My iPad arrived two days ago turning me into a four-year old boy on Xmas eve. Yesterday, a queue of cooing colleagues snaked around my desk. Everyone wants one.
So two days into ownership, this is what I think it means.
1. It WON’T replace laptops … Not yet anyway.
iPad is a device for consuming media, not for creating it. It’s hideous to type on. But lovely to browse with.
It’s much nicer to swipe and tap with your finger than to point and click with a mouse. So whether tablets get physical keyboards or laptops get natural user interfaces, this will change device design.
2. It’s ALREADY the device I want to use for casual surfing.
How did I ever manage without something that’s always on, weighs nothing and doesn’t burn my thighs? Enough said.
3. It WILL change the way I consume newspapers and magazines.
WIRED magazine on iPad is highly readable and wow-inducing. It pushes the boundary of what’s magazine and what’s interactive media and for the first time ever I would RATHER have a magazine in electronic than print format.
Talking of formats, I’d much rather read the Financial Times on my little iPad than wrestle with a print broadsheet on the train.
Coincidently, my WIRED magazine subscription got delivered on the same day as my iPad. I still haven’t opened the paper version.
4. It MIGHT change the way I buy books.
Integrated search, in-line dictionaries and the ability to carry half the British Library in my hand are nice.
But I wrestle with this. You see, my Mother was a teacher. My maternal grandfather was a Cambridge academic. I’m co-author of a book (here … thank you for asking). Books are in my blood; almost religiously. I love the novelty and utility of eBooks. But they don’t take me back to when I was six years old and my Mum read poems to me. There’s almost something sacrilegious about them.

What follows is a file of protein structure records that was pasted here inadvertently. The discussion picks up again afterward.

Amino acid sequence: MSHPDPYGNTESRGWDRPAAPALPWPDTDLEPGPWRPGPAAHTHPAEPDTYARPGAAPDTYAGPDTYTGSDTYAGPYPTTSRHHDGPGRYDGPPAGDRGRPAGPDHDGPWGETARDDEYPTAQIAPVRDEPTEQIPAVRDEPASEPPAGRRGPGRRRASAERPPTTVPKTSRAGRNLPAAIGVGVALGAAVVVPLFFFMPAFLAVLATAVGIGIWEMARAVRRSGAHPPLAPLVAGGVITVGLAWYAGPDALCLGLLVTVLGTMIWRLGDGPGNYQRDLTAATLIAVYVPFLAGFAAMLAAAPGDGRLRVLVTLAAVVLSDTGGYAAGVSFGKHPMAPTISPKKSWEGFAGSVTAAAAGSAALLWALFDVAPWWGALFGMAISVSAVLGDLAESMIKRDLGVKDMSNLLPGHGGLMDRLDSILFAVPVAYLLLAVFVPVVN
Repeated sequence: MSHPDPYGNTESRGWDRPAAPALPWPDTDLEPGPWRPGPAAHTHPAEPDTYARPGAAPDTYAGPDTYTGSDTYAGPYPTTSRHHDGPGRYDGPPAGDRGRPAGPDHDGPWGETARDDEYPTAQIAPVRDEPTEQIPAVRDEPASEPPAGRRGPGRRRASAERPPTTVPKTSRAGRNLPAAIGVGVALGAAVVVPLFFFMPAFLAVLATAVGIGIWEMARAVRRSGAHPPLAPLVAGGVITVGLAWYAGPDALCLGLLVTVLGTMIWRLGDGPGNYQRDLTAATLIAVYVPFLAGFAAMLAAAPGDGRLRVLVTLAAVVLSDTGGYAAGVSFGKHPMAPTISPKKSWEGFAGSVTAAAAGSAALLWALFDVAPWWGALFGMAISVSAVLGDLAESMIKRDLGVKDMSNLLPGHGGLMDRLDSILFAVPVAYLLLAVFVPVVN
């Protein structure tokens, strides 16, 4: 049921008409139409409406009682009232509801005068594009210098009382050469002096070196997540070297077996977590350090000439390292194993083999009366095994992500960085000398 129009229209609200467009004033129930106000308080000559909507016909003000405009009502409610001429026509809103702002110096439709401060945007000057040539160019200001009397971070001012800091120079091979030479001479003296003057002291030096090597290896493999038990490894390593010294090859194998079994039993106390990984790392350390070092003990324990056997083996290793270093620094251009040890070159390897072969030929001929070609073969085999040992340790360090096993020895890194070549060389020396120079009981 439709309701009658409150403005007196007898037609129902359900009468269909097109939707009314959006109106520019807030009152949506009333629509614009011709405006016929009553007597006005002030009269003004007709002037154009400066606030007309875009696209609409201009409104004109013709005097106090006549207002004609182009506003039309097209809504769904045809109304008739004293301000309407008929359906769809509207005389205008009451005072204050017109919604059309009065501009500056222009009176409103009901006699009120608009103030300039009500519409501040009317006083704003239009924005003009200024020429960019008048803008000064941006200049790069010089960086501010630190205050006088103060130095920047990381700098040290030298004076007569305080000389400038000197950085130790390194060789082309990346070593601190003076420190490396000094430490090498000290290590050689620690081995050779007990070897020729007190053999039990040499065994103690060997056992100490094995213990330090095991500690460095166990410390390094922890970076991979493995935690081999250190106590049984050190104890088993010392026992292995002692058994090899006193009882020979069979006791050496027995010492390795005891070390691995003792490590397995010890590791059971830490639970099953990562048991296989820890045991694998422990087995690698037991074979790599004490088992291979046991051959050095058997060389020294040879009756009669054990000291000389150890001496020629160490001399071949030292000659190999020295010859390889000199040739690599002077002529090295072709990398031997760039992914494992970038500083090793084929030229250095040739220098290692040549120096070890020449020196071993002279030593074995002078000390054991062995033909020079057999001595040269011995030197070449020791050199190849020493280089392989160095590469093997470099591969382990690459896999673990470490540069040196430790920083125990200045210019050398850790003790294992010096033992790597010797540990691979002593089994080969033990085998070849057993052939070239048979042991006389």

Maybe that’s just generational change-resistance.
5. It WILL make me pay more for media.
Hello iPad. Goodbye free content?
I know several entrepreneurs whose attempts to charge for online content succeeded about as well as King Canute’s wave management. iPad apps might possible turn the tide against free content because the experience is so good.
Pricing models for iPad media content are a little Darwinian right now. They range from The Times £9.99 per month subscription to Men’s Health’s $2.99 per issue to Wired’s free content. Which pricing model proves the fittest for the iPad environment remains to be seen. But I personally think it will be disruptive of the free content model.
Is the iPad useful? Definitely. Is it compelling? Hmm … kind of. Is it a disruptive innovation? Possibly. Is it the end of the laptop? No.
Now, repeat after me:
I must not blog about Apple. I must not blog about Apple. I must not blog about Apple …